"Seniors in New Mexico are very concerned about water - both quality and quantity," said Donald Dayton, AARP Representative, "and AARP supports this bill because, for a moderate fee, it would help small communities, in particular, and benefit recreational needs which many senior citizens enjoy."
Although parts of New Mexico have received record rainfall this winter, other parts continue to experience severe drought. Reservoir storage is still far below normal. Elephant Butte and Caballo Reservoirs are now 11.2 percent of storage capacity, a 26-year low. In the Rio Grande basin, water storage is about one-third of what has been normal the last 30 years. In the San Juan basin, water storage in Navajo Reservoir is 76 percent of the 30-year normal.
"After the dry and warm weather the past few years, I am relieved as much as the next New Mexican that we are having a wet year," said Beth Bardwell, World Wildlife Fund. "But we all know this isn't going to last. We live in a desert that is prone to wide swings in weather and another drought - or the continuation of this one - is inevitable."
Many scientists have come to believe that the dry weather of the recent past is more normal than previously thought. The past several decades of comparatively wet weather have been an anomaly that could be ending. At the same time, population is expected to boom 35 percent in the next 25 years.
Hunting, fishing, bird watching and other wildlife recreation is enjoyed by thousands of New Mexicans each year and it contributes nearly a billion dollars to the state's economy. Trout, for instance, depend on cold water in places like the Rio Grande Box and Lake Heron. Without a sufficient water supply, water temperatures have risen and fishing has declined significantly.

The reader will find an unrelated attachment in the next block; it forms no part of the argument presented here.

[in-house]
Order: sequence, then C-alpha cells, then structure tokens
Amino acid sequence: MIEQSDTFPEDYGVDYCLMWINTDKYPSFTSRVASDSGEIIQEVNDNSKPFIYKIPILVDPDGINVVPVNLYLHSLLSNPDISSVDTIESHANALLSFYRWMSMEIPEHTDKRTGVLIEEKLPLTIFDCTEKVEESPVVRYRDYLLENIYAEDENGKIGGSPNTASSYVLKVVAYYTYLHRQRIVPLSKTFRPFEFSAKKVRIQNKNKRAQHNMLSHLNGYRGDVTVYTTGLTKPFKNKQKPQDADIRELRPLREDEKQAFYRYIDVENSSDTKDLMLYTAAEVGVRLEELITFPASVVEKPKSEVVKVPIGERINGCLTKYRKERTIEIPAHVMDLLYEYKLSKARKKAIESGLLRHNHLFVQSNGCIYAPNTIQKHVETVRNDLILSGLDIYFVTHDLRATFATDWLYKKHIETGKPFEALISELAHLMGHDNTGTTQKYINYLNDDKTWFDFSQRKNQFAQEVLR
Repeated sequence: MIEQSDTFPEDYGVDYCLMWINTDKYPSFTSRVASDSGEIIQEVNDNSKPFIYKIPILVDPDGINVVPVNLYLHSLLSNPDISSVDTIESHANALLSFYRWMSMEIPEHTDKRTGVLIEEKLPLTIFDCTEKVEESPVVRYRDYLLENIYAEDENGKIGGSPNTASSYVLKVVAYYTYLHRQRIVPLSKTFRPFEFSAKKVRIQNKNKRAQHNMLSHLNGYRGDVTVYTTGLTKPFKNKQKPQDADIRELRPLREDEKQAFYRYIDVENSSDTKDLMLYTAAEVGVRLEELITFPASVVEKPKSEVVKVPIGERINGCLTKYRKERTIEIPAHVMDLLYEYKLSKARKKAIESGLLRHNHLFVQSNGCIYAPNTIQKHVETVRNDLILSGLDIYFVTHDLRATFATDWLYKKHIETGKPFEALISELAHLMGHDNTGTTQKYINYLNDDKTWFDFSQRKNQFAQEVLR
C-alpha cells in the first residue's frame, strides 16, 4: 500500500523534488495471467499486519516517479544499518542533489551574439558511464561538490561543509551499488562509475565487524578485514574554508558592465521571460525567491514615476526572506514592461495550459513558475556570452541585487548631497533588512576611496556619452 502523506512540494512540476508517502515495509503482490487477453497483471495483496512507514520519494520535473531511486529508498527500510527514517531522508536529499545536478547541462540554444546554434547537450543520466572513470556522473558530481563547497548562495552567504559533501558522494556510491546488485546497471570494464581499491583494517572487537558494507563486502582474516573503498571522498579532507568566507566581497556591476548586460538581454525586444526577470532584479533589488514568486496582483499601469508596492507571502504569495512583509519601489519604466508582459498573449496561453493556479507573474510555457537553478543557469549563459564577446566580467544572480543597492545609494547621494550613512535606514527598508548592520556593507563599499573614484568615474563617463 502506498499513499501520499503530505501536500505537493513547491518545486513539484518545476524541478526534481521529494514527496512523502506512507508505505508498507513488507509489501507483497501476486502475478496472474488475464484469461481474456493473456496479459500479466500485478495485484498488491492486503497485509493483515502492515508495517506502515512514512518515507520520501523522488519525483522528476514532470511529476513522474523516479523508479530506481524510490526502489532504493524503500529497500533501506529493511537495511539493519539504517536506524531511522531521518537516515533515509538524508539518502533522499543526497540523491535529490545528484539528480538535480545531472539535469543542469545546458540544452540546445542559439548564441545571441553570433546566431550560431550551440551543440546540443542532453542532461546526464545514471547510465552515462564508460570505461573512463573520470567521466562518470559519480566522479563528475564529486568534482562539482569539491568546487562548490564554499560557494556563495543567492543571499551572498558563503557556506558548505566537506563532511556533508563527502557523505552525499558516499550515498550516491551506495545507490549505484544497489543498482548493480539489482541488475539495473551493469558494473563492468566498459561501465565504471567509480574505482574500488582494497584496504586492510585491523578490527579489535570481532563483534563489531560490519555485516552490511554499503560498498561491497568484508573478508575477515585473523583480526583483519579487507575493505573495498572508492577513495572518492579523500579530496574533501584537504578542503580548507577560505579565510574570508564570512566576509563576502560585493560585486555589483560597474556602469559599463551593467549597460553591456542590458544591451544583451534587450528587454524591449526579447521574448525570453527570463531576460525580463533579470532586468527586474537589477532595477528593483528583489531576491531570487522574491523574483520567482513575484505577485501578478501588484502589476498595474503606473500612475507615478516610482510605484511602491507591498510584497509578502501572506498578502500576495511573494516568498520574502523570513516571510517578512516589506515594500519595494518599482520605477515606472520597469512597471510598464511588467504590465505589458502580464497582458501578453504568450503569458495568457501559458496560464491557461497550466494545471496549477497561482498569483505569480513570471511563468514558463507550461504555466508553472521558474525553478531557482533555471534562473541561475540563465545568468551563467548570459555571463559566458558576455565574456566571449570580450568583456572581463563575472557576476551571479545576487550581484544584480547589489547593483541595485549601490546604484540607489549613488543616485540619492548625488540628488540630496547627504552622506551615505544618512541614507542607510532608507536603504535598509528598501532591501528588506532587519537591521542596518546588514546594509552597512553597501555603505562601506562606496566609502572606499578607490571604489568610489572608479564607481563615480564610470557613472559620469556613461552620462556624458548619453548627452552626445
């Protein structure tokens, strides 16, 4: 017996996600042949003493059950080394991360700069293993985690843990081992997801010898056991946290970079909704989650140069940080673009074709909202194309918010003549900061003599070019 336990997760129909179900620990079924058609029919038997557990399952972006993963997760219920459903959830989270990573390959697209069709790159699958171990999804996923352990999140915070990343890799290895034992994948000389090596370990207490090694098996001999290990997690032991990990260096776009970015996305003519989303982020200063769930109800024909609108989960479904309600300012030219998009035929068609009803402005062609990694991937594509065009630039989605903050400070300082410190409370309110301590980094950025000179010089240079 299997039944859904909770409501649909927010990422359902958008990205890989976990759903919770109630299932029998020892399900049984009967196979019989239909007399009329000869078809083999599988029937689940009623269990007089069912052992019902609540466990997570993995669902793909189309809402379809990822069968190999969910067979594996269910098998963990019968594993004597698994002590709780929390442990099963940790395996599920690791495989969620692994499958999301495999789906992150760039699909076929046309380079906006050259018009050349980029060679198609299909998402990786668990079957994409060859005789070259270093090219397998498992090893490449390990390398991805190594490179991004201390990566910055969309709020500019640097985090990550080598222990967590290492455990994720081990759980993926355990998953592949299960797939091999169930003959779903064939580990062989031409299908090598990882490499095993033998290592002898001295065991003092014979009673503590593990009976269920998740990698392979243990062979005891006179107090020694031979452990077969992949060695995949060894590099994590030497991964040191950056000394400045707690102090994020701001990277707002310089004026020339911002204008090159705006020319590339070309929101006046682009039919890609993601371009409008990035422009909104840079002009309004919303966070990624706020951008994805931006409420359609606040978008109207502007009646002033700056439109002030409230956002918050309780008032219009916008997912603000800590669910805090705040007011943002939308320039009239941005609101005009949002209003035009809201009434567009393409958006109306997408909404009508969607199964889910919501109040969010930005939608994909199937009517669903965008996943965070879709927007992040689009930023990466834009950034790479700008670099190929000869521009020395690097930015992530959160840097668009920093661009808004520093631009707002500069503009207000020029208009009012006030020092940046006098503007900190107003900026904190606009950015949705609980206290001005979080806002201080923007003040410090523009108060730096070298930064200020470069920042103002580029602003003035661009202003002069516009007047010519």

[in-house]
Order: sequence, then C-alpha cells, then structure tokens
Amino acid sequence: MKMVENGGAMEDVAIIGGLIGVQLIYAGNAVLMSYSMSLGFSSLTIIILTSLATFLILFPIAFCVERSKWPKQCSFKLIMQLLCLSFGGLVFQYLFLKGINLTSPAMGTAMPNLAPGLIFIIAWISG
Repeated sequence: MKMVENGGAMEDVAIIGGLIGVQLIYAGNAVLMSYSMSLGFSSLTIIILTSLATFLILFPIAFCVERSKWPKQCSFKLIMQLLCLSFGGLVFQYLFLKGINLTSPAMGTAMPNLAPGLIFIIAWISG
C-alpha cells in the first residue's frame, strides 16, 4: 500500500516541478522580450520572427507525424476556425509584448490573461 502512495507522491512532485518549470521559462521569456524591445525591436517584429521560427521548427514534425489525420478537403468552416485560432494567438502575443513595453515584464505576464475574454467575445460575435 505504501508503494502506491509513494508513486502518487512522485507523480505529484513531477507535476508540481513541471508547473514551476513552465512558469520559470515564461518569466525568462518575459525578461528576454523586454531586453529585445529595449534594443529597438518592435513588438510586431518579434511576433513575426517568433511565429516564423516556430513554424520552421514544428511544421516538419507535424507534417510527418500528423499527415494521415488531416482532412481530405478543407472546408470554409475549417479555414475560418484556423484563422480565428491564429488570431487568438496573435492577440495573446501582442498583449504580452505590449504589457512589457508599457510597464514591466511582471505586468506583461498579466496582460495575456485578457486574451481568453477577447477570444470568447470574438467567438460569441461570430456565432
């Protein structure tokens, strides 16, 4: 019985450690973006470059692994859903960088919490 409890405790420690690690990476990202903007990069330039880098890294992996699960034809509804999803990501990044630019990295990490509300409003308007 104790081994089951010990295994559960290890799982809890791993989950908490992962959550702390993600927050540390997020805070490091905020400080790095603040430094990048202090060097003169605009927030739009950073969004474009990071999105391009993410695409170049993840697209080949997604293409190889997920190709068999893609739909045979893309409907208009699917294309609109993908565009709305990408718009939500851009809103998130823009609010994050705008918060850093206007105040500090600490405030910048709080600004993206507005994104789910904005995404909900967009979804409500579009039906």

"Anybody who hunts or fishes should get behind this bill. I've watched some of the best hunting and fishing spots in New Mexico all but dry up and WET would direct water for these activities, said Oscar Simpson, President of the New Mexico Wildlife Federation. "Eagle's Nest reservoir, for instance, is a wonderful resource that has been hit hard by the drought because it has insufficient water rights. WET would enable the state to buy water for places like Eagle's Nest."
The governor's Invest New Mexico report projected a $2-5 billion dollar funding gap for water projects. This year, communities across New Mexico requested $500 million for water projects of which $65 million could be funded under the Governor's proposed budget. The Water Trust Board recommended funding close to $50 million in projects this year but had to turn down requests from communities totaling more than $10 million. These projects included water conservation and watershed projects that could be funded under WET.
"We can keep our heads in the sand or we can start taking action now and WET is the most logical place to start," David Harris, former Director of New Mexico Finance Authority agrees. "This funding mechanism is a significant way to assure the future of the state as it relates to the financing of future water projects," said Harris.
Copies of the bill can be found at http://legis.state.nm.us